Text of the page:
Sunday, 9 March 2014


I like lists.  I'm especially reminded of this when I try grocery shopping without one, and end up with a trolley full of impulse buys and forgetting the one thing I actually really needed.

I like them too when I'm studying.  Faced with a large assignment that seems too big, too imposing, too filled with "where do I start?" panic, I write a list.  I break the assignment down into as many small steps as I can, and list them all out:

  1. Re-read chapter in textbook.
  2. Write down main points from chapter.
  3. Work out keywords for library database search.
  4. Search library database for relevant articles.
  5. Download or print out 5 most useful looking articles.
  6. Read first article.
  7. Write notes on first article.
  8. ... and so on.
Suddenly, instead of one huge unmanageable task, I've got lots of little ones that I know I can handle, and the whole thing seems so much easier.  Now all I have to do is work my way through the list one step at a time, and I'll get the job done.

And I can use my list to plan out my time too, working out how long each step will take me and dividing them up between the days I've got until the assignment is due.  So I can be realistic right from the start about how much effort I'll need to put in, and not be tempted into thinking I can start working on a 5,000 word essay the weekend before it's due. 

But my favourite thing about lists?  Crossing stuff off.  There's just something so satisfying about finishing a step and getting to cross it off your list, knowing that part's done and you can move on to the next, seeing the list of things to do gradually shorten as the crossed-off part grows.  When you're tackling the sort of large project where a huge amount of work is needed before you can even start any writing, it's a nice way to see that you're actually making progress.  And for the boring or difficult bits, you can cross them out in your thickest, darkest pen, obliterating them from your life forever - and that's got to feel good!

Do you use lists to help you with your study? How do you cope when faced with a big assignment? Let me know in the comments below.

Sunday, 2 March 2014

A Change of Environment

The new semester started this week, which means I'm back to juggling work and study after my year off.  And I'm feeling very much thrown in the deep end, with already a pile of reading to be done, and a couple of reports to write, and I'm desperately trying to remember how on earth I used to manage to fit all this in around full time work.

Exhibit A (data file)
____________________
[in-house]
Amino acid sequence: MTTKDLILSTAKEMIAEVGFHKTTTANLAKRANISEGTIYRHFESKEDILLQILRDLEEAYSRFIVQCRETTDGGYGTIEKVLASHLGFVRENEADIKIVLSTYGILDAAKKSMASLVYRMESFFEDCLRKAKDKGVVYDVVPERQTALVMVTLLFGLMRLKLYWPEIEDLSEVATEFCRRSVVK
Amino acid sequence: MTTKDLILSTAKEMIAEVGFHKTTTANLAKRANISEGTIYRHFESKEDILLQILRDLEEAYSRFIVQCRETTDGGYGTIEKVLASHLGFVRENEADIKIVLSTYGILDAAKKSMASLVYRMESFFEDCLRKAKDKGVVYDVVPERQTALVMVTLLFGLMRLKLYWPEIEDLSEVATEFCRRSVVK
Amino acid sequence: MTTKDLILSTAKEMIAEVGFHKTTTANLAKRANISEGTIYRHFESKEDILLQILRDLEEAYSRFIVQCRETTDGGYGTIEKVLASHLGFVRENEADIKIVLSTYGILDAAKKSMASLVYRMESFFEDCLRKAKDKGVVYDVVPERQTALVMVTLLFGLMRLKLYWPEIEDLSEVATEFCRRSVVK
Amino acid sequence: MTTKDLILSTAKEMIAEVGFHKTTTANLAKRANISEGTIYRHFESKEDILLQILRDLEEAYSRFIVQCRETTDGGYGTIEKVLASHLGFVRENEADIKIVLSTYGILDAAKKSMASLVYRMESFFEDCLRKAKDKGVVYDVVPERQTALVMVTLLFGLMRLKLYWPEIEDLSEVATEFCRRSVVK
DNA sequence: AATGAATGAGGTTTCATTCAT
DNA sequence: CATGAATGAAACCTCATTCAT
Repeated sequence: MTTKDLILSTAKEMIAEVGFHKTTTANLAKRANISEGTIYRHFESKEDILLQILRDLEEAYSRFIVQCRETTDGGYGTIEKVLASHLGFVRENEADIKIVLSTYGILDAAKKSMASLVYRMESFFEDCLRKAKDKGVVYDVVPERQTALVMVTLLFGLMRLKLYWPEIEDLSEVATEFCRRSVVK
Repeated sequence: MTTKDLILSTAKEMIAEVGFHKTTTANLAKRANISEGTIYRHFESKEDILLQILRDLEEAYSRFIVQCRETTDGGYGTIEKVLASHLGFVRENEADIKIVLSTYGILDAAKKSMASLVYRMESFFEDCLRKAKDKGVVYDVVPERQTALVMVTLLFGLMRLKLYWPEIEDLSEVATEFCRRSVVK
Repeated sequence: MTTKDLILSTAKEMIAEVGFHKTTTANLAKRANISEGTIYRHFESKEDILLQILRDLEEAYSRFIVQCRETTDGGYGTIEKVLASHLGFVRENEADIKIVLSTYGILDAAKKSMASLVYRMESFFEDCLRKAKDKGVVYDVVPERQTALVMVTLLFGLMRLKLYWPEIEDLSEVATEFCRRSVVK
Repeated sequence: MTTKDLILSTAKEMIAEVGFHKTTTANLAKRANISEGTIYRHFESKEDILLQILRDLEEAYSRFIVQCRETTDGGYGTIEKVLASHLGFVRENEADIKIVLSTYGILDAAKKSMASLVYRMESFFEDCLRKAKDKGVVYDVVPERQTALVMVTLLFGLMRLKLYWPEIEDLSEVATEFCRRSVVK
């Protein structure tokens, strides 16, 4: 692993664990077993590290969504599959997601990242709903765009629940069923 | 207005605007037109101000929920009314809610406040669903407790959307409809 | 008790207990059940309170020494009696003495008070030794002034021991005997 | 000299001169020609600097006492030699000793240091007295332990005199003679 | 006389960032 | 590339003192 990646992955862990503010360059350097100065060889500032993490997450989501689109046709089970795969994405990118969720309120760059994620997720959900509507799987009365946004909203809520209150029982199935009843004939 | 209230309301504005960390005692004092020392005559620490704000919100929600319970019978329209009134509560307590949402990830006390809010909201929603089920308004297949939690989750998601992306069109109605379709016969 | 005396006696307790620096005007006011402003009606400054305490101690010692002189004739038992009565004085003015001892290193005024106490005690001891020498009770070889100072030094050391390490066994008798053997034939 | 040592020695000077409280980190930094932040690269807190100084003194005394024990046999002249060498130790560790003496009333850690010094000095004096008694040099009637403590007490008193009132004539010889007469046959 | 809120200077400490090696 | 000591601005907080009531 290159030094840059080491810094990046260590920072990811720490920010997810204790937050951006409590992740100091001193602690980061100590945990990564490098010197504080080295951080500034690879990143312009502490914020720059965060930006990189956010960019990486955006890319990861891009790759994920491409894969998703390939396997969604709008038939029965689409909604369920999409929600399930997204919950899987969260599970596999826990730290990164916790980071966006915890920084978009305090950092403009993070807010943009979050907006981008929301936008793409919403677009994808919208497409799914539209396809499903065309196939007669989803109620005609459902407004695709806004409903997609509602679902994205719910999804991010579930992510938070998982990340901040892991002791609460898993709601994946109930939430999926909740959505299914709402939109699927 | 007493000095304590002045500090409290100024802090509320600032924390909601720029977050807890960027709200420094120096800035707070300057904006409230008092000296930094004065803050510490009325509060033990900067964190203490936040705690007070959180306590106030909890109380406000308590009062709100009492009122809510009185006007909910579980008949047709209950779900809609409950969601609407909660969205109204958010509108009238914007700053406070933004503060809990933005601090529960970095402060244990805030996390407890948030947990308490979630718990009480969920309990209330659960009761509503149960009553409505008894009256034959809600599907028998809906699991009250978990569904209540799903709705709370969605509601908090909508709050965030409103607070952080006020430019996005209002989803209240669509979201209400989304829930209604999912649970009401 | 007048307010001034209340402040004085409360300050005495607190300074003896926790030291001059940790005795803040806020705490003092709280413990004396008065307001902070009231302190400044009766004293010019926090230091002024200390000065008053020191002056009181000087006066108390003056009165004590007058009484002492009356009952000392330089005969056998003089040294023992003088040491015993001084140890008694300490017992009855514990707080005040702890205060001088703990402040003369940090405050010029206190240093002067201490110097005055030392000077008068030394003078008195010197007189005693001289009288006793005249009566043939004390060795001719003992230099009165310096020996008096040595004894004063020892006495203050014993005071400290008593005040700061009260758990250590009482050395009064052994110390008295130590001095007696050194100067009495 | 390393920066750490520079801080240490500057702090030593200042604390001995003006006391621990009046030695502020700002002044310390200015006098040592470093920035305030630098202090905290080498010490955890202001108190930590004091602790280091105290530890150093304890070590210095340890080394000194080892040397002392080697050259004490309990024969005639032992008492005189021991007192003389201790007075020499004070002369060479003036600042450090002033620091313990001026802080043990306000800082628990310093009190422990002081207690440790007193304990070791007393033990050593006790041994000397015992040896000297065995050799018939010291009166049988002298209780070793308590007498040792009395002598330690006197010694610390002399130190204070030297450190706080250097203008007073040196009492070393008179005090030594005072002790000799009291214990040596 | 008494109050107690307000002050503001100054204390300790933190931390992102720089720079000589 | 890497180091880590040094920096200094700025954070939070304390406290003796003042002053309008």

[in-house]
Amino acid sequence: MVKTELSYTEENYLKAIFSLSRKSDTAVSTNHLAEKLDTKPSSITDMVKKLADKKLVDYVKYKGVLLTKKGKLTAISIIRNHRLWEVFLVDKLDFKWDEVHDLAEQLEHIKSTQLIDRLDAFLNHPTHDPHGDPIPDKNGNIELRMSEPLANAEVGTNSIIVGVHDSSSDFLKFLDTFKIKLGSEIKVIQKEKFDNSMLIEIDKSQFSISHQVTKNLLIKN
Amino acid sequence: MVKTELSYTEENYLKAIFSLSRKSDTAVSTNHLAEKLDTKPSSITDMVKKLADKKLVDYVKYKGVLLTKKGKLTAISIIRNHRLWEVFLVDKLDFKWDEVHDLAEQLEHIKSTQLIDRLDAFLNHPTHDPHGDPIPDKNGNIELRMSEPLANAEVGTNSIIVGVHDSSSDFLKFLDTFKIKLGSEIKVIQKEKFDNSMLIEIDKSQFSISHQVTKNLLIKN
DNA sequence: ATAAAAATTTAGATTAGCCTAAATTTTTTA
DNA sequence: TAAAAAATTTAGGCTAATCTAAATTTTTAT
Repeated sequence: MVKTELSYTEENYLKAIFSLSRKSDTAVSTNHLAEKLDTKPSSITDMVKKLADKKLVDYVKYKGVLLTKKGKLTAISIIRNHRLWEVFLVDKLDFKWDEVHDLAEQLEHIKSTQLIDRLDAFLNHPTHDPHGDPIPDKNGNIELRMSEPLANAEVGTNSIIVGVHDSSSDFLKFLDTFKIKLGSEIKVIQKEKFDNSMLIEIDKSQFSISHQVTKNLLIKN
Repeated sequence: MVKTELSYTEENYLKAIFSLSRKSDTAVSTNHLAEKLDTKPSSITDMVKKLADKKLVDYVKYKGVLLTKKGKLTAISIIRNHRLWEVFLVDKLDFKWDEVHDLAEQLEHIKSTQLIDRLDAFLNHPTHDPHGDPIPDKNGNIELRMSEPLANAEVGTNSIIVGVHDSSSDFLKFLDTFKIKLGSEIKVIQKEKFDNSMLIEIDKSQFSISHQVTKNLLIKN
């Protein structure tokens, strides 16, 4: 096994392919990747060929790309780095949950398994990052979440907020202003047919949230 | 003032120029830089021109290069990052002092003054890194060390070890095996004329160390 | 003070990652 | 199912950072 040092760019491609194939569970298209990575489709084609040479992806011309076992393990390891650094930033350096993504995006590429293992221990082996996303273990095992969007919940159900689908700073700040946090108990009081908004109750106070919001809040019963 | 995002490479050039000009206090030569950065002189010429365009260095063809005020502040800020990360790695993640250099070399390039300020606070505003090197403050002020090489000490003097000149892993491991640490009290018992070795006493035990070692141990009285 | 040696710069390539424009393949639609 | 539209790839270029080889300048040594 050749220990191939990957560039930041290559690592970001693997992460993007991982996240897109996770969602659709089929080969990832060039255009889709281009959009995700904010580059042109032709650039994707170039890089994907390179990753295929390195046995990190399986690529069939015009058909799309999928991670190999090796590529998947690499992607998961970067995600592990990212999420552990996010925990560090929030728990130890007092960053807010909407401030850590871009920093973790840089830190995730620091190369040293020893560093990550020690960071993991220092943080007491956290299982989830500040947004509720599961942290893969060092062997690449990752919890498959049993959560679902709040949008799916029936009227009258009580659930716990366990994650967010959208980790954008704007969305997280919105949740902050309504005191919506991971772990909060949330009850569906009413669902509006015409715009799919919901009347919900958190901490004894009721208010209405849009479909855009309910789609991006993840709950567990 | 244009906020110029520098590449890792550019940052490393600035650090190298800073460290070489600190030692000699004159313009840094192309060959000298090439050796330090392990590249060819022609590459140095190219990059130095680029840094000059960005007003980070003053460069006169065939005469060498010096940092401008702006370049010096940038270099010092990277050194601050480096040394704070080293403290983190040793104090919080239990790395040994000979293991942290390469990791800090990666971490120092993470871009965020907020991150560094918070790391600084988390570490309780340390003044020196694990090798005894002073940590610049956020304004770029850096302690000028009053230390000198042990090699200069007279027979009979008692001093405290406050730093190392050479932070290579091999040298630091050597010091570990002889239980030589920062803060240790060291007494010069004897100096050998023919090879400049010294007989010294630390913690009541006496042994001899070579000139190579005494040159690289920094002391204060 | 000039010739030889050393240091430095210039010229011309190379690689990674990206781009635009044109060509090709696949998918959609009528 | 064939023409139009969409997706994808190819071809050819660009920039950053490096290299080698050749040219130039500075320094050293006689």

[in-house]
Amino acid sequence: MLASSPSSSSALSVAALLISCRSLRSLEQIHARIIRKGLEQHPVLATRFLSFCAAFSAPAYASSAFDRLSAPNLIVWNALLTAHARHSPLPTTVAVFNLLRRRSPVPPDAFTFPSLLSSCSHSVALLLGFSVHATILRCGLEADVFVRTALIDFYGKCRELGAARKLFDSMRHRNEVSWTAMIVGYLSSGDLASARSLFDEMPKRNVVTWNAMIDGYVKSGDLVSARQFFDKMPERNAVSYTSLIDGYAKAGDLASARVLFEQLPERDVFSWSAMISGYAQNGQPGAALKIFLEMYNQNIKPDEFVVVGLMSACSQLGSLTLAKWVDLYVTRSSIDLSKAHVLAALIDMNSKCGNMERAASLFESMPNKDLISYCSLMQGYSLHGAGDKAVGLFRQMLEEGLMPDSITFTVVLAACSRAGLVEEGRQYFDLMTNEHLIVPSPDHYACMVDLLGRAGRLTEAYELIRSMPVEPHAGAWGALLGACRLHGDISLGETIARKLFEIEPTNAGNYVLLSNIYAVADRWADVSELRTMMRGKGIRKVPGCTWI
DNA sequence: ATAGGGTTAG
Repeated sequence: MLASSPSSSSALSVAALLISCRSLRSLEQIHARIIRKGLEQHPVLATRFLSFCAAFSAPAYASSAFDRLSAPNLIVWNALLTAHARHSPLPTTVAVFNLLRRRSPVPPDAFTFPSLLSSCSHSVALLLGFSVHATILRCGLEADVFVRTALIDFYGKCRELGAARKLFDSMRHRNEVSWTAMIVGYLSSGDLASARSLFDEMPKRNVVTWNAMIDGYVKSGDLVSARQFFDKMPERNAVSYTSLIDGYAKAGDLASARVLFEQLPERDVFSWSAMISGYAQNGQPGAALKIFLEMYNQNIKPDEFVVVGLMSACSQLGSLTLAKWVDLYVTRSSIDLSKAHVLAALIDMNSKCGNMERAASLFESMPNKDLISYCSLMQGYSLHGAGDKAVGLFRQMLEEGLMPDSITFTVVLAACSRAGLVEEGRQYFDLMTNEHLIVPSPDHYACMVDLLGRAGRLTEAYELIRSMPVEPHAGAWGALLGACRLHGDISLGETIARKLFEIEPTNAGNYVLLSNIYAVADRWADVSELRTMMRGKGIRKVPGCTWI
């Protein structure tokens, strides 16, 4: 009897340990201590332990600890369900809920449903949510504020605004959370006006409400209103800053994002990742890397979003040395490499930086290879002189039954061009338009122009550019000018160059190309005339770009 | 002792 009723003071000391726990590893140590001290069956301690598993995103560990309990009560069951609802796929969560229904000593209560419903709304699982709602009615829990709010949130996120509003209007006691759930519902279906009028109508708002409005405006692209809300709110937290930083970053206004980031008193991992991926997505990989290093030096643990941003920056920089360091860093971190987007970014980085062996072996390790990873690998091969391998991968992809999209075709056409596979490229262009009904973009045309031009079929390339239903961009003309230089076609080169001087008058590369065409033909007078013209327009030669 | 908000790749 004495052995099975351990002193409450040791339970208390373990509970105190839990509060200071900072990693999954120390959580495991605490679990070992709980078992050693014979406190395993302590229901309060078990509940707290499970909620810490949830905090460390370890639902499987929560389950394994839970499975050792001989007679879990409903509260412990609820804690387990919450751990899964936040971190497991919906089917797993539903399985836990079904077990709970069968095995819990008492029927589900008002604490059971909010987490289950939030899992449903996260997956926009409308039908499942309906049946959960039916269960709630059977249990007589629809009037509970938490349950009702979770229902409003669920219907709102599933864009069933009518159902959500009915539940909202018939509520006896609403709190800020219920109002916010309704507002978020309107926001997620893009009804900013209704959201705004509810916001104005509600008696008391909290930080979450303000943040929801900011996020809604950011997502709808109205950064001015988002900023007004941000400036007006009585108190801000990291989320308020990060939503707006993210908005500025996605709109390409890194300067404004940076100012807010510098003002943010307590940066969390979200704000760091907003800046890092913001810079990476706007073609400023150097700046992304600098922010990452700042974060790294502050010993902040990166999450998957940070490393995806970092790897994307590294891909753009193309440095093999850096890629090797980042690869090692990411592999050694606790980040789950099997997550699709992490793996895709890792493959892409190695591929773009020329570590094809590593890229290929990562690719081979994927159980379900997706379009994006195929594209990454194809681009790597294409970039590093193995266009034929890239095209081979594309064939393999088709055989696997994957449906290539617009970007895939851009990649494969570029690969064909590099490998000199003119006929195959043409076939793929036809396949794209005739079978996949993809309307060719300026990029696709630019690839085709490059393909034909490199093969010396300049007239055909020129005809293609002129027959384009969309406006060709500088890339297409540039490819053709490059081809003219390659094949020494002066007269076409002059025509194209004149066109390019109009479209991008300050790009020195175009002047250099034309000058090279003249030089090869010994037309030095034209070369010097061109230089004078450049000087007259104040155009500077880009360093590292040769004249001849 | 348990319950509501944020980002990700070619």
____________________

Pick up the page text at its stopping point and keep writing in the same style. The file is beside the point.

Part of the answer of course is about setting up good habits and routines (which I've talked about before).  And I will, over the next few weeks, get myself back into the rhythm of studying and of organising the rest of my life around fitting it in.  And as always, I'll resign myself to having no life until the semester is over.  I'll work it out.

But today, with all that work to be done, and very aware that this was my only free day for uninterrupted study, I just couldn't settle down to it.  I'd made sure the house was clean and tidy (I can't think straight when there's a mess around me), had a quiet and comfortable (but not too comfortable) spot to work in, removed all distractions, and otherwise made everything as conducive to study as possible, but despite all that, for some reason I just couldn't concentrate.  I'd read a sentence or two of a paper and then my mind would start to wander, or I'd suddenly want a glass of water, or to open the window because it was too warm, or to find a jumper to put on because now it was too cold, or to go to the toilet because of all those glasses of water, or... yeah, you get the idea.

So rather than waste my time struggling on unsuccessfully (and with no time to just give up and try again later), I completely changed my environment.  I packed up my books, walked over to a nearby cafe, ordered lunch, and settled back down to my reading.  And spent a very constructive three hours there, during which time I totally broke the back of the work I needed to get done.

Yes, it was noisier there than it would have been at home, but none of it was noise I needed to pay attention to, so it didn't distract me.  And yes, juggling reading material, notes, and my lunch on a small cafe table was a bit more awkward than using the wide expanse of desk I've got at home, but that just meant I had to focus more closely.  Or maybe it was just the fresh air and exercise I got walking over there that helped. Whatever, it worked for me.

Now I'm not saying you should do all your studying in cafes.  I'm not even saying that's where I'm going to be spending much time.  But on this particular day, in that particular mood, that was the right environment for me to be in, not my theoretically perfect study space at home.  And that's worth remembering - that on those days when it's just not clicking for you, sometimes a change of environment is all you need to get yourself back into the right mental space for study.  Give it a try sometime!